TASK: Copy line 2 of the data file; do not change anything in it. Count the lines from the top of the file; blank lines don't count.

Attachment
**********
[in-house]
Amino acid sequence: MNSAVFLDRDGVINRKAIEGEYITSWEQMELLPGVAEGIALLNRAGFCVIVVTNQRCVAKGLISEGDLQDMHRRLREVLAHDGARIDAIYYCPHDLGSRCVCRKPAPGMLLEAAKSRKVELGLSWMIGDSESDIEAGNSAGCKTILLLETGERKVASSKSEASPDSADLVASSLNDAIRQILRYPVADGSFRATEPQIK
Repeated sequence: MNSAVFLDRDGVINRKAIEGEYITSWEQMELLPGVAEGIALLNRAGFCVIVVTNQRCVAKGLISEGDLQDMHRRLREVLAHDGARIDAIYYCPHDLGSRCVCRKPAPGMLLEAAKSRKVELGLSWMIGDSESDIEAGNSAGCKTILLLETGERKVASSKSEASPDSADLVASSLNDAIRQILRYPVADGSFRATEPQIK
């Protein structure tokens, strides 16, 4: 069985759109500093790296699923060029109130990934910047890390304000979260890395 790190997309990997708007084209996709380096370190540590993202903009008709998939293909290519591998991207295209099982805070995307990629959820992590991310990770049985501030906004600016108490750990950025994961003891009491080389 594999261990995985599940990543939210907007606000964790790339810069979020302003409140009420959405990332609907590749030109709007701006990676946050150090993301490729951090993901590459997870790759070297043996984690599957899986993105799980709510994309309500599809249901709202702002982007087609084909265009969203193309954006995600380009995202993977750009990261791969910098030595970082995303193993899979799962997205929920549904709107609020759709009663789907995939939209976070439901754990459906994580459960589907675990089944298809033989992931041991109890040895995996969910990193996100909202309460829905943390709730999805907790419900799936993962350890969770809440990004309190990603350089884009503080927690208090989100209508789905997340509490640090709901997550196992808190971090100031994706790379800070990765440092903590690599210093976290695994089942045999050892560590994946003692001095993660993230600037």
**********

Amino acid sequence: MNSAVFLDRDGVINRKAIEGEYITSWEQMELLPGVAEGIALLNRAGFCVIVVTNQRCVAKGLISEGDLQDMHRRLREVLAHDGARIDAIYYCPHDLGSRCVCRKPAPGMLLEAAKSRKVELGLSWMIGDSESDIEAGNSAGCKTILLLETGERKVASSKSEASPDSADLVASSLNDAIRQILRYPVADGSFRATEPQIK